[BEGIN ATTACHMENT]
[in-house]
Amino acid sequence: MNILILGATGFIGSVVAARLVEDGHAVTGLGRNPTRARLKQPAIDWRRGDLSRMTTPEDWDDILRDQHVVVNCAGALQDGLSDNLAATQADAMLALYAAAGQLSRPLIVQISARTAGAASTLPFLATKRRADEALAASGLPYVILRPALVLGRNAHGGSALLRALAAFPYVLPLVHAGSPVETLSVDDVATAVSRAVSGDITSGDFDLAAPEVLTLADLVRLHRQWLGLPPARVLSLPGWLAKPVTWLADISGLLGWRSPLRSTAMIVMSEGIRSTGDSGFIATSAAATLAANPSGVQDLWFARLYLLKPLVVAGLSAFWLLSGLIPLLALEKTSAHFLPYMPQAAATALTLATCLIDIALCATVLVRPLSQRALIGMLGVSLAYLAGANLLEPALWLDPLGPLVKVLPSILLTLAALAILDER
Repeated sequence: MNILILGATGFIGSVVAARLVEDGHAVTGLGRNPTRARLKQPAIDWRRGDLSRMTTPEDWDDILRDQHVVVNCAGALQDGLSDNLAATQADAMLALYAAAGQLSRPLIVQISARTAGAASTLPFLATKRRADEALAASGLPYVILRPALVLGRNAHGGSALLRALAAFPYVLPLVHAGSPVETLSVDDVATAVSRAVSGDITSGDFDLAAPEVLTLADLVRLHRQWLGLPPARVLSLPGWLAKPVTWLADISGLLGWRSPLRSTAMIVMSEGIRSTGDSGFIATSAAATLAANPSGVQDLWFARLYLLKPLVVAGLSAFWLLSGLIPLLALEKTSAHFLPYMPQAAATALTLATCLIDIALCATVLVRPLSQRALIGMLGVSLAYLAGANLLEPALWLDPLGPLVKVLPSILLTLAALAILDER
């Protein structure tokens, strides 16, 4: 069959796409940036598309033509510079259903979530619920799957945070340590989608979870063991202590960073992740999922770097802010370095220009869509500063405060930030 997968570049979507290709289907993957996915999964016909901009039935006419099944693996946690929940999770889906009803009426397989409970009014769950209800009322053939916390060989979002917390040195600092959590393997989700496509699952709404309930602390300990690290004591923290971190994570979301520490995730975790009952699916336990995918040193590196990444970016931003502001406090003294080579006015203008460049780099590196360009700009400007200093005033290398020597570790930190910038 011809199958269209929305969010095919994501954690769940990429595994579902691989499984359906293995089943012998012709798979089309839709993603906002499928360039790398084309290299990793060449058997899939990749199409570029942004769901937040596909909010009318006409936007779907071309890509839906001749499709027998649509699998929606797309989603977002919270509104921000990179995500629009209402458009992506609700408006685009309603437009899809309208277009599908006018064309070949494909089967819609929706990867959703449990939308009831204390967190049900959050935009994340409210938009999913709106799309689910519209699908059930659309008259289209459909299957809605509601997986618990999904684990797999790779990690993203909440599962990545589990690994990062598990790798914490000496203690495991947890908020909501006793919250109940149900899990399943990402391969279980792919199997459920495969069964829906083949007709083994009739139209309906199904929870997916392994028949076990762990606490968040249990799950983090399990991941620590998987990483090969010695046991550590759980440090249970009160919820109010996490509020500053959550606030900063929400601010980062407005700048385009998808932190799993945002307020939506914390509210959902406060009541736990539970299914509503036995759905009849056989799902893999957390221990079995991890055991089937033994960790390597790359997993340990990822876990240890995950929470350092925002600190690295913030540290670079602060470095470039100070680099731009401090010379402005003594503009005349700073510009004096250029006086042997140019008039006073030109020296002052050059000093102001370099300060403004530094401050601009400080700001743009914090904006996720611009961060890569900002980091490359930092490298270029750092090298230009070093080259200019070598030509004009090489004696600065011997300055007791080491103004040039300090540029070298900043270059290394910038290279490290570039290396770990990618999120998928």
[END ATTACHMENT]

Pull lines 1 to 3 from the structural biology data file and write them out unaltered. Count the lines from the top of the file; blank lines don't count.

[in-house]
Amino acid sequence: MNILILGATGFIGSVVAARLVEDGHAVTGLGRNPTRARLKQPAIDWRRGDLSRMTTPEDWDDILRDQHVVVNCAGALQDGLSDNLAATQADAMLALYAAAGQLSRPLIVQISARTAGAASTLPFLATKRRADEALAASGLPYVILRPALVLGRNAHGGSALLRALAAFPYVLPLVHAGSPVETLSVDDVATAVSRAVSGDITSGDFDLAAPEVLTLADLVRLHRQWLGLPPARVLSLPGWLAKPVTWLADISGLLGWRSPLRSTAMIVMSEGIRSTGDSGFIATSAAATLAANPSGVQDLWFARLYLLKPLVVAGLSAFWLLSGLIPLLALEKTSAHFLPYMPQAAATALTLATCLIDIALCATVLVRPLSQRALIGMLGVSLAYLAGANLLEPALWLDPLGPLVKVLPSILLTLAALAILDER
Repeated sequence: MNILILGATGFIGSVVAARLVEDGHAVTGLGRNPTRARLKQPAIDWRRGDLSRMTTPEDWDDILRDQHVVVNCAGALQDGLSDNLAATQADAMLALYAAAGQLSRPLIVQISARTAGAASTLPFLATKRRADEALAASGLPYVILRPALVLGRNAHGGSALLRALAAFPYVLPLVHAGSPVETLSVDDVATAVSRAVSGDITSGDFDLAAPEVLTLADLVRLHRQWLGLPPARVLSLPGWLAKPVTWLADISGLLGWRSPLRSTAMIVMSEGIRSTGDSGFIATSAAATLAANPSGVQDLWFARLYLLKPLVVAGLSAFWLLSGLIPLLALEKTSAHFLPYMPQAAATALTLATCLIDIALCATVLVRPLSQRALIGMLGVSLAYLAGANLLEPALWLDPLGPLVKVLPSILLTLAALAILDER